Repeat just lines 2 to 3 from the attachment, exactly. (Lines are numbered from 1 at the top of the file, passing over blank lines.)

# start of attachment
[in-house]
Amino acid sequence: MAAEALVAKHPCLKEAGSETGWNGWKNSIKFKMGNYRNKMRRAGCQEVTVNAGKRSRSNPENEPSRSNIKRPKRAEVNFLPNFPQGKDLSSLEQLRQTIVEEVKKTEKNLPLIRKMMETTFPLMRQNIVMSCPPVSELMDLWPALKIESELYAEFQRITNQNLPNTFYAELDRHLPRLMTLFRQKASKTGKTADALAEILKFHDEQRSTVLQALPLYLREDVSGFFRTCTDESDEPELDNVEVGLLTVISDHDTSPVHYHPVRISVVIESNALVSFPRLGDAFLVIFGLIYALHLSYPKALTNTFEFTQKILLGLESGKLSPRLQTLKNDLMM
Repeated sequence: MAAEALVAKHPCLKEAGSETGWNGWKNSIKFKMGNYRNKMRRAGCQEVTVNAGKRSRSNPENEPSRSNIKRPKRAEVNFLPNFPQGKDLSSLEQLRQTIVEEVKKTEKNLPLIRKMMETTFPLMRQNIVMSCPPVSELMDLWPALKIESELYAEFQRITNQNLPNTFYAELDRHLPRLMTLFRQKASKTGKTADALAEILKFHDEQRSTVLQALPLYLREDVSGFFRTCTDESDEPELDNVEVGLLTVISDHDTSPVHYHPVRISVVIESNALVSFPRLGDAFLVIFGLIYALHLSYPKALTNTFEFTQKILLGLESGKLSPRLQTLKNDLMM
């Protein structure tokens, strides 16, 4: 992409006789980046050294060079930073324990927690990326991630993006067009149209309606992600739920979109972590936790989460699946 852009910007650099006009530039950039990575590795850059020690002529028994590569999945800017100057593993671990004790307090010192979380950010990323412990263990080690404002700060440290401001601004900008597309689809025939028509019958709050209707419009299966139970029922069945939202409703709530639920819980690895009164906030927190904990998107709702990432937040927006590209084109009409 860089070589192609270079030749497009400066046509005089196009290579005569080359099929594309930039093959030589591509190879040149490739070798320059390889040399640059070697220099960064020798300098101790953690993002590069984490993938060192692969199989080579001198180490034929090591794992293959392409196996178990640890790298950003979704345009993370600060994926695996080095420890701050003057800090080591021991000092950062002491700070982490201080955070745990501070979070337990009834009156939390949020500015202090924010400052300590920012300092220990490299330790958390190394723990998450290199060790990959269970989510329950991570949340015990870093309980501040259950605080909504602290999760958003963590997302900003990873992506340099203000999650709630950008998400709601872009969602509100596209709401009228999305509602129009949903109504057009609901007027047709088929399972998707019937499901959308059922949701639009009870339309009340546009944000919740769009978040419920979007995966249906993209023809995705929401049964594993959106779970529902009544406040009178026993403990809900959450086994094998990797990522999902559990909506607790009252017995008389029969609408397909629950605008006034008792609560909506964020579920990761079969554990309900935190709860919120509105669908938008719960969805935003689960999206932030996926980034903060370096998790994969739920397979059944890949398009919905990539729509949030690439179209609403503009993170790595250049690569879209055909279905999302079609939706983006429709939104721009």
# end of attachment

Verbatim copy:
Amino acid sequence: MAAEALVAKHPCLKEAGSETGWNGWKNSIKFKMGNYRNKMRRAGCQEVTVNAGKRSRSNPENEPSRSNIKRPKRAEVNFLPNFPQGKDLSSLEQLRQTIVEEVKKTEKNLPLIRKMMETTFPLMRQNIVMSCPPVSELMDLWPALKIESELYAEFQRITNQNLPNTFYAELDRHLPRLMTLFRQKASKTGKTADALAEILKFHDEQRSTVLQALPLYLREDVSGFFRTCTDESDEPELDNVEVGLLTVISDHDTSPVHYHPVRISVVIESNALVSFPRLGDAFLVIFGLIYALHLSYPKALTNTFEFTQKILLGLESGKLSPRLQTLKNDLMM
Repeated sequence: MAAEALVAKHPCLKEAGSETGWNGWKNSIKFKMGNYRNKMRRAGCQEVTVNAGKRSRSNPENEPSRSNIKRPKRAEVNFLPNFPQGKDLSSLEQLRQTIVEEVKKTEKNLPLIRKMMETTFPLMRQNIVMSCPPVSELMDLWPALKIESELYAEFQRITNQNLPNTFYAELDRHLPRLMTLFRQKASKTGKTADALAEILKFHDEQRSTVLQALPLYLREDVSGFFRTCTDESDEPELDNVEVGLLTVISDHDTSPVHYHPVRISVVIESNALVSFPRLGDAFLVIFGLIYALHLSYPKALTNTFEFTQKILLGLESGKLSPRLQTLKNDLMM